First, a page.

All data were analysed confidentially. SPPS V.17 was used for all analyses.

Results

Characteristics of participating hospitals

Ninety acute, 42 psychiatric and 11 long-term care hospitals were interested in comparing their results to other hospitals. A comparative report was provided to each hospital, including its position on each dimension among other hospitals according to the type of hospital (acute, psychiatric and long-term care), to facilitate internal assessment and learning in the patient safety improvement process.

Characteristics of the participating hospitals are presented in table 2.

Table 2

Hospital characteristics

Characteristics of respondents

Respondents' characteristics are set out in table 3, based on the respondents' answers to survey questions about their hospital work area, staff position, direct interaction with patients, professional experience and working time in the hospital. Generally, respondents working in psychiatric and long-term care hospitals indicated for work area, respectively, “psychiatry” and “revalidation”.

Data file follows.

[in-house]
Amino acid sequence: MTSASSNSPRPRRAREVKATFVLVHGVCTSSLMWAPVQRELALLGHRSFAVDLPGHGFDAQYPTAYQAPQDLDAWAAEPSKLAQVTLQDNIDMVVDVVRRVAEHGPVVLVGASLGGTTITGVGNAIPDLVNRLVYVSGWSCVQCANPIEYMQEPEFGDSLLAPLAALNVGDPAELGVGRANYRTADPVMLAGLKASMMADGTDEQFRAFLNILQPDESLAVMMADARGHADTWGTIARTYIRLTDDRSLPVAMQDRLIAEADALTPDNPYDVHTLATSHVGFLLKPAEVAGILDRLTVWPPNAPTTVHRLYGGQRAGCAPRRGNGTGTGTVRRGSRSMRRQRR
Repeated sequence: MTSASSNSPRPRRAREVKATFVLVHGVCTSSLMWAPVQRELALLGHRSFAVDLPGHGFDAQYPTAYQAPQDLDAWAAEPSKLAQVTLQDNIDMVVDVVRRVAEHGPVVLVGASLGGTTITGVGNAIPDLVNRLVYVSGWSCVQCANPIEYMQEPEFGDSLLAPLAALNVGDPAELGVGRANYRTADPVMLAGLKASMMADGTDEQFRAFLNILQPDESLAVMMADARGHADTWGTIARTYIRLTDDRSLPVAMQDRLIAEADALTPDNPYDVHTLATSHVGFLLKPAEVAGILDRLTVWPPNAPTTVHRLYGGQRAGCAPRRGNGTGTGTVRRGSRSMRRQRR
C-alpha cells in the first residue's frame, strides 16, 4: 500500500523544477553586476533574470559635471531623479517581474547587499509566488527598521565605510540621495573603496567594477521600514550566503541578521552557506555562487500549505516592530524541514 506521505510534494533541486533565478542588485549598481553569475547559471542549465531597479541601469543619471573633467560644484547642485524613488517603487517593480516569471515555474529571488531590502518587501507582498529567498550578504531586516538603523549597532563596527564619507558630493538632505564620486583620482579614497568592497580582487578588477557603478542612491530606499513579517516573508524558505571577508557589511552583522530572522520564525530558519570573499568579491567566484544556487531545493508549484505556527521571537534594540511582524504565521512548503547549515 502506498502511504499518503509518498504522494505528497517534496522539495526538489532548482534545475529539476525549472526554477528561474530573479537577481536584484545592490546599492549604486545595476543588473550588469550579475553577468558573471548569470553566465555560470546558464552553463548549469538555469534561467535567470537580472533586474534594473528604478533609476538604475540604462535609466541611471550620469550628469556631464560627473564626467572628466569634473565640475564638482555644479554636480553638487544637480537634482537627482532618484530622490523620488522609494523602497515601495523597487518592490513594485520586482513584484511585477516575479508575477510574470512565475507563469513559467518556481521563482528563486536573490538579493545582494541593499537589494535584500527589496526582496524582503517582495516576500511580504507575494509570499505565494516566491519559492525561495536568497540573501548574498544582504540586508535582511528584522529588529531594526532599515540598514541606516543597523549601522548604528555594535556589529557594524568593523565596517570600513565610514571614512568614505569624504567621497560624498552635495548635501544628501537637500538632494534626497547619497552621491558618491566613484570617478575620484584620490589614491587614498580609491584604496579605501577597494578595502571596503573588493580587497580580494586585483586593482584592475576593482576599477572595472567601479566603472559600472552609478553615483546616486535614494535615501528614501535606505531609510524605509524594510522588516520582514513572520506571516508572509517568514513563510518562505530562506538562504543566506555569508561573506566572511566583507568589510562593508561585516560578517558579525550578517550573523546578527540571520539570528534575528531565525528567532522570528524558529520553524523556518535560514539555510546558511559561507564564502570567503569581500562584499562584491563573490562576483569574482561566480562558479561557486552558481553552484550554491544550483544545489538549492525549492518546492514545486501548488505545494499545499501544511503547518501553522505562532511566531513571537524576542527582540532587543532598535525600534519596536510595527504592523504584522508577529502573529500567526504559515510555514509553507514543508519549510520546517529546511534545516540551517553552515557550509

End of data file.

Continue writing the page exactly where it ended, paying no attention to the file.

Table 3

Respondent characteristics

The benchmark database consists of data of 55 238 respondents (53.7% response rate) who completed the survey. Dutch-speaking hospitals had a higher overall response rate (59.6%) than French-speaking hospitals (43.1%), given a high variability between hospitals. A similar response rate was observed among questionnaires distributed on paper (53.8%) in comparison with the questionnaires that were distributed electronically (53.2%). In total, 49 925 employees (56.7% response rate) and 5313 physicians (35.6% response rate) completed the survey.